Written by Erik Cassano

Erik Cassano
When a city loses a pro sports team, the ripple effects can last for years. Few cities took it on the chin harder than New York, which lost both its National League teams in the same offseason prior to 1958.  It happened to us here in Cleveland when Art Modell snuck the Browns out the back door in 1995.  And now it has happened in Seattle, who will lose their Supersonics to Oklahoma City.  Erik Cassano talks about the history and current state of franchise relocation in his latest for us. Legendary Brooklyn Dodgers general manager Branch Rickey once said that a baseball team in any city is quasi-public institution, but the Dodgers were public without the quasi.

When a city loses a public institution, the ripple effects can last for years. Few cities took it on the chin harder than New York, which lost both its National League teams in the same offseason prior to 1958. The Dodgers and Giants, both staples of New York summers dating to the 19th Century, packed up and moved to the West Coast.

After 1957, Ebbets Field never saw big league baseball again. It was knocked down a few years later. The Polo Grouds, the Giants' oddly-shaped landmark of a park in extreme northern Manhattan, remained vacant until the Mets moved in for the 1962 season. By 1964, however, the Mets had moved to Shea Stadium and the Polo Grounds followed Ebbets Field into the crosshairs of the wrecking ball.

The sports history books are loaded with teams leaving various locales and arriving in others. Baseball, in particular, went through a glut of relocation over approximately 20 years. In addition to the Dodgers and Giants, the Braves left Boston in 1953 for Milwaukee, then moved south to Atlanta in 1966. The Athletics left Philadelphia for Kansas City in 1954, then moved westward yet again to Oakland in 1968.

The St. Louis Browns became the Baltimore Orioles in 1954. The Washington Senators became the Minnesota Twins in 1961, replaced a year later with an expansion Washington Senators franchise, which became the Texas Rangers in 1972. The Seattle Pilots left the Pacific Northwest after one unremarkable expansion season, becoming the Milwaukee Brewers in 1970.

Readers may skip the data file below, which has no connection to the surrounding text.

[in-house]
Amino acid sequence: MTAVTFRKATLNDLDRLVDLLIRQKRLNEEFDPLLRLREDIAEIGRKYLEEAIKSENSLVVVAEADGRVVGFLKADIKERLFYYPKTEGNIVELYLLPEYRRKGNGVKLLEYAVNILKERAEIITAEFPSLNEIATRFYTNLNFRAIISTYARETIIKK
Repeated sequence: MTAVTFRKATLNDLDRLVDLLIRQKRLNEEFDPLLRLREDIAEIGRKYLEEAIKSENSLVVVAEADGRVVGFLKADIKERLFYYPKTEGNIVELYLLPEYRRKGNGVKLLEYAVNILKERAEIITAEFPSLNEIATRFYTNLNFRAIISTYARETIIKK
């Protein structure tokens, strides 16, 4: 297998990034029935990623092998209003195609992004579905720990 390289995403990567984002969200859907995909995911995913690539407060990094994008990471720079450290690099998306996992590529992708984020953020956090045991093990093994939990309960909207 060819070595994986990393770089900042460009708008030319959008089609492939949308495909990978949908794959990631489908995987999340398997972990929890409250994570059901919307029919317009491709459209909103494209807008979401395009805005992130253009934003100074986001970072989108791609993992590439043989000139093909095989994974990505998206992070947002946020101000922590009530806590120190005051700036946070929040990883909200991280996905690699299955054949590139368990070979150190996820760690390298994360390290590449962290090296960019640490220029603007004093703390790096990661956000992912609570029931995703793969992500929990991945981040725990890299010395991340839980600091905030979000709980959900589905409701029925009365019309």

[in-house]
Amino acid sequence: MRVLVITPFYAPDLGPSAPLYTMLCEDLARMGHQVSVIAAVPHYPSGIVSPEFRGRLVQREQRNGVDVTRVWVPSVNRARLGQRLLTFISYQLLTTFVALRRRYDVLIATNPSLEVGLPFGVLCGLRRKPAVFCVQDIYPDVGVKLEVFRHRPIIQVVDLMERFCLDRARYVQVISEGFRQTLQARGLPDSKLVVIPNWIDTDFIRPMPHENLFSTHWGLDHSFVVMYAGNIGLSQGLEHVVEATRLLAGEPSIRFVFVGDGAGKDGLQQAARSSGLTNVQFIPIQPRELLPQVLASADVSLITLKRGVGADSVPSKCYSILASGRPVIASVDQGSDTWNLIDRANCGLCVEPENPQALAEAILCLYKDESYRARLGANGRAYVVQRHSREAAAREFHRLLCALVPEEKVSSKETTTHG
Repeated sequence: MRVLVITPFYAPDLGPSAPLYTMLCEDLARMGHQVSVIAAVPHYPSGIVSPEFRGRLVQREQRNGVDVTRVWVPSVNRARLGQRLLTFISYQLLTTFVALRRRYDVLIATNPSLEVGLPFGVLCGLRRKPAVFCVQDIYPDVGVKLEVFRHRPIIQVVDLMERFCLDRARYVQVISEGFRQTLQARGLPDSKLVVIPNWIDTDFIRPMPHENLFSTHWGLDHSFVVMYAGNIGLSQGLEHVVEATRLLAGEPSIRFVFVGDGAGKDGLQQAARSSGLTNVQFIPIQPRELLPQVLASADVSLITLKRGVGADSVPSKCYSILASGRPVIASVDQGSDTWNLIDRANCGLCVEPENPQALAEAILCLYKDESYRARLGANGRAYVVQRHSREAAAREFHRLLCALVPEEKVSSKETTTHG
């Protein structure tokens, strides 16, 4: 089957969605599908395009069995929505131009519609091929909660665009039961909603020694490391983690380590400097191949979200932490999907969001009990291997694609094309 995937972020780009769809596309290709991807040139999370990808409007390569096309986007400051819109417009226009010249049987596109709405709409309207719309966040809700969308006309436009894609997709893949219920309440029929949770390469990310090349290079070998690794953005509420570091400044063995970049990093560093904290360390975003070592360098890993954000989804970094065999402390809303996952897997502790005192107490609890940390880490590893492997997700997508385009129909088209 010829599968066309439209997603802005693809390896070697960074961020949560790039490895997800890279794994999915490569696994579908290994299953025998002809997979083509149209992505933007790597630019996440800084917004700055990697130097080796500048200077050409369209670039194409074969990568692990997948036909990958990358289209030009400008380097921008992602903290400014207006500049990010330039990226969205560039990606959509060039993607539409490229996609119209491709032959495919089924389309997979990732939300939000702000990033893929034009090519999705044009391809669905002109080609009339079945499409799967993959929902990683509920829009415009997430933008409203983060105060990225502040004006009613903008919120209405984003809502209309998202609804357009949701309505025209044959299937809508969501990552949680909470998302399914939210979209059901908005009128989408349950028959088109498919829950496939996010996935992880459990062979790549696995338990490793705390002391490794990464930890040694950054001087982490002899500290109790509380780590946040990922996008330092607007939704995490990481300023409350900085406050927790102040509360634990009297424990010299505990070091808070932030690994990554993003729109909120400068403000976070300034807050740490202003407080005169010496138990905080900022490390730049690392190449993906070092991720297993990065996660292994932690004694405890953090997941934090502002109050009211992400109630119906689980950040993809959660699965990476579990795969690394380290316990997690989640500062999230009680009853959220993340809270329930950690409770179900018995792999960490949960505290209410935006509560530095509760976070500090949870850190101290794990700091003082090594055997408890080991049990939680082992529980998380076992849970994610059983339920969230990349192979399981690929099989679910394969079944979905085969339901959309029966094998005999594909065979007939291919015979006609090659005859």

It makes for good reading if you are into sports history and like to memorize random facts. But the impact felt by the fans losing their team is hard to appreciate until it happens to one of your teams.

In 1995, we felt it in Cleveland. Most people still remember where they were when Art Modell stood on that stage in Baltimore and announced to a throng of enthusiastic fans and city leaders that he was filling the pro football hole in their hearts by creating one in ours. What followed was an ugly several-year sequence involving the NFL, the governments of Cleveland and Cuyahoga County and tens of thousands of irate fans who will see to it that Arthur B. Modell is unwelcome in Cleveland, Ohio for the remainder of his natural life.

We retained the Browns name and history. We also received a hastily-constructed stadium and expansion team for our trouble, a team virtually guaranteed to not contend for at least five years. Nearly 10 years and two regime changes later, we are only now starting to see evidence of a well-run, winning Browns organization begin to sprout.

Meanwhile, Modell hoisted high the Vince Lombardi Trophy in January 2001. He handed the Baltimore Ravens off to new ownership in 2004, having won the Super Bowl title we still covet.

Ever since the dominoes of despair started falling on that Autumn day in 1995, I've been sensitive to the plight of fans losing their teams, particularly if the fans have supported the team for decades through thick and thin.